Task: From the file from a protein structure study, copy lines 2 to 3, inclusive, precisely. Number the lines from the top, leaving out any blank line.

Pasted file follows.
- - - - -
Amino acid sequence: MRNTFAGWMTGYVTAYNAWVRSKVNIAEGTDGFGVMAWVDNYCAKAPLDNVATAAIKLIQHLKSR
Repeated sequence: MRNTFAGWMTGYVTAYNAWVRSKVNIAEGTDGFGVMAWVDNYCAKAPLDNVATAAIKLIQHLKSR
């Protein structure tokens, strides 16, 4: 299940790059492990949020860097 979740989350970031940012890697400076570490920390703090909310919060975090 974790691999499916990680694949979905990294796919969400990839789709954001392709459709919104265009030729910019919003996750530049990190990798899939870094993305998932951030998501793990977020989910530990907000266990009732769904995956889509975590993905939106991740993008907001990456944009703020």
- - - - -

Repeated sequence: MRNTFAGWMTGYVTAYNAWVRSKVNIAEGTDGFGVMAWVDNYCAKAPLDNVATAAIKLIQHLKSR
């Protein structure tokens, strides 16, 4: 299940790059492990949020860097 979740989350970031940012890697400076570490920390703090909310919060975090 974790691999499916990680694949979905990294796919969400990839789709954001392709459709919104265009030729910019919003996750530049990190990798899939870094993305998932951030998501793990977020989910530990907000266990009732769904995956889509975590993905939106991740993008907001990456944009703020």